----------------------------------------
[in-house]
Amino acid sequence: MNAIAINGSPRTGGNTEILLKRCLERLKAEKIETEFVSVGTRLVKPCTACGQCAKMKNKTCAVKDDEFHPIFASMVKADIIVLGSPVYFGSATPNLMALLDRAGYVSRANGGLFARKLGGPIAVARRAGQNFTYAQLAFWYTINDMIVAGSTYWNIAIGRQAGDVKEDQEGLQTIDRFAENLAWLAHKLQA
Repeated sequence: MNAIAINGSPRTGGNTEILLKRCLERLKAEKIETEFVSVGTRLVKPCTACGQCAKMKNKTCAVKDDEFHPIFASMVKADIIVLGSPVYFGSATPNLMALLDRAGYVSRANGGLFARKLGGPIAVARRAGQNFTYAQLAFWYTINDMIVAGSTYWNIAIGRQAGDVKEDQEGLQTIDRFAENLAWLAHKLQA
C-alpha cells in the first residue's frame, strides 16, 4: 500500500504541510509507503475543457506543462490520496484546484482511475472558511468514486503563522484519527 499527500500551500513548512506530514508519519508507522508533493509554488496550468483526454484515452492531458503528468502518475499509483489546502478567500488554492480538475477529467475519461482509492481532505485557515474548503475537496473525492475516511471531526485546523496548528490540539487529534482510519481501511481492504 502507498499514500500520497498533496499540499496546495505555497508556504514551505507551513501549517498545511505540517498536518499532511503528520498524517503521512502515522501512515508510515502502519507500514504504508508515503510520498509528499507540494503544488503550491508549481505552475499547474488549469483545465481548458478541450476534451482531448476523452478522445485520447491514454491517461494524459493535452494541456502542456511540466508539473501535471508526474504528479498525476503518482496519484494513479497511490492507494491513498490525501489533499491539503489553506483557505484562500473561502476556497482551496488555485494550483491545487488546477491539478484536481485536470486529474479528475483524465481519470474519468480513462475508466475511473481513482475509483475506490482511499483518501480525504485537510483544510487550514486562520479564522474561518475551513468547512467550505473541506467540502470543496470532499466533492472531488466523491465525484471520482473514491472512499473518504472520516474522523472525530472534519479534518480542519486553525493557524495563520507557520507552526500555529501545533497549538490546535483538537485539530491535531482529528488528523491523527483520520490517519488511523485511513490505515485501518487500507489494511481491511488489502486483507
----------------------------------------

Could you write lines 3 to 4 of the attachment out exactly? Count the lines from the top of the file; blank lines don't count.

Repeated sequence: MNAIAINGSPRTGGNTEILLKRCLERLKAEKIETEFVSVGTRLVKPCTACGQCAKMKNKTCAVKDDEFHPIFASMVKADIIVLGSPVYFGSATPNLMALLDRAGYVSRANGGLFARKLGGPIAVARRAGQNFTYAQLAFWYTINDMIVAGSTYWNIAIGRQAGDVKEDQEGLQTIDRFAENLAWLAHKLQA
C-alpha cells in the first residue's frame, strides 16, 4: 500500500504541510509507503475543457506543462490520496484546484482511475472558511468514486503563522484519527 499527500500551500513548512506530514508519519508507522508533493509554488496550468483526454484515452492531458503528468502518475499509483489546502478567500488554492480538475477529467475519461482509492481532505485557515474548503475537496473525492475516511471531526485546523496548528490540539487529534482510519481501511481492504 502507498499514500500520497498533496499540499496546495505555497508556504514551505507551513501549517498545511505540517498536518499532511503528520498524517503521512502515522501512515508510515502502519507500514504504508508515503510520498509528499507540494503544488503550491508549481505552475499547474488549469483545465481548458478541450476534451482531448476523452478522445485520447491514454491517461494524459493535452494541456502542456511540466508539473501535471508526474504528479498525476503518482496519484494513479497511490492507494491513498490525501489533499491539503489553506483557505484562500473561502476556497482551496488555485494550483491545487488546477491539478484536481485536470486529474479528475483524465481519470474519468480513462475508466475511473481513482475509483475506490482511499483518501480525504485537510483544510487550514486562520479564522474561518475551513468547512467550505473541506467540502470543496470532499466533492472531488466523491465525484471520482473514491472512499473518504472520516474522523472525530472534519479534518480542519486553525493557524495563520507557520507552526500555529501545533497549538490546535483538537485539530491535531482529528488528523491523527483520520490517519488511523485511513490505515485501518487500507489494511481491511488489502486483507